September 22, 1950: Col. David C. Schilling and Lt. Col. William Ritchie flew two Republic F-84E jet fighters across the Atlantic ocean nonstop. Col. Ritchie was forced to bail out over Newfoundland, but Col. Schilling flew from London to New York with three in-flight refuelings, making his journey the first nonstop jet flight across the Atlantic. The flight explored the feasibility of rapidly moving large numbers of jet fighters across the Atlantic.

50 Years Ago

September 8, 1960: The Office of Naval Research announced that radio signals had been received from the planet Saturn and a star 3,000 light-years away by the University of Michigan's 85-foot radio telescope. At the time of its construction in 1958, it was one of the largest radio telescopes in the world. Later advances in radio telescopes and NASA space missions helped to clarify the natural sources of these signals.

September 19, 1960: NASA successfully launched its Nuclear Emulsion Recovery Vehicle (NERV) experiment from Point Arguello, Calif., via an Argo D-8 rocket. The first NASA launch at the Pacific Missile Range, the NERV instrumented capsule reached an altitude of 1,260 miles before landing 1,300 miles downrange where it was picked up by U.S. Navy ships. It was the first manmade object to travel to such an altitude in space and be recovered upon its return to Earth.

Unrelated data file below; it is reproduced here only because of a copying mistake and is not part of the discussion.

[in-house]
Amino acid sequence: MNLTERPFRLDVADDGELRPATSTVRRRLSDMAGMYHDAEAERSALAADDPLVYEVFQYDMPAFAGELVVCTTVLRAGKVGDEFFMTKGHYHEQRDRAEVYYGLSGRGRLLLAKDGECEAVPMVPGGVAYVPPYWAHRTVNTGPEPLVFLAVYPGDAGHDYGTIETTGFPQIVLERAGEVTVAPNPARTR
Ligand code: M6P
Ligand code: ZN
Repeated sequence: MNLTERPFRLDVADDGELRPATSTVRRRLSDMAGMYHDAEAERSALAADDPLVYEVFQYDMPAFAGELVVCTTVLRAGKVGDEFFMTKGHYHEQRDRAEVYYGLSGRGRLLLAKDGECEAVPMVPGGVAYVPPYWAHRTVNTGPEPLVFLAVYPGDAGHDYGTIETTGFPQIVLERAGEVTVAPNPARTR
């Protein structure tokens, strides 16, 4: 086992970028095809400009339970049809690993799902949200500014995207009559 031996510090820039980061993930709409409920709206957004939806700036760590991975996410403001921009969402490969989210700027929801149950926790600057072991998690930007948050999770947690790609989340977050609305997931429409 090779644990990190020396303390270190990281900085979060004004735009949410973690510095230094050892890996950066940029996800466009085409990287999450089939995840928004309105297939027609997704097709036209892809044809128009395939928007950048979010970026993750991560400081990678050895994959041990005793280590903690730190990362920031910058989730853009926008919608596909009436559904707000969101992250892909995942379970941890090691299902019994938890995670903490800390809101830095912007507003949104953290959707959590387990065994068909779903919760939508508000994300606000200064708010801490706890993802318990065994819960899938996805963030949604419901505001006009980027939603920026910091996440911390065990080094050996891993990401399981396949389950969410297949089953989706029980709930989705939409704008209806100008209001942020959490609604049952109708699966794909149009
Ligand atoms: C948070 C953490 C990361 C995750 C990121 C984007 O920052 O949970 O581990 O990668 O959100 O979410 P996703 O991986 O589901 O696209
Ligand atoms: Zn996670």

TO SUBSCRIBE:
Get NASA's This Month in Exploration in your inbox every month. Send us an e-mail today.

>  Read More
40 Years Ago

September 12, 1970: The former Soviet Union launched the Luna 16 robotic probe via a Proton K rocket from Baikonur, USSR. Luna 16 soft-landed on the moon on September 20, performed the first automated lunar sample retrieval, and returned to Earth on September 24.

35 Years Ago

September 26, 1975: NASA launched the Intelsat 4A F-1 satellite via an Atlas rocket from NASA’s Kennedy Space Center, Fla. This improved satellite had double the capacity of previous Intelsat satellites.

Russia's Soyuz TMA-7 spacecraft. Review of Russian Soyuz TMA-7 spacecraft as it is rolled out to its launch pad at the Baikonur Cosmodrome in Kazakhstan. Credit: NASA 30 Years Ago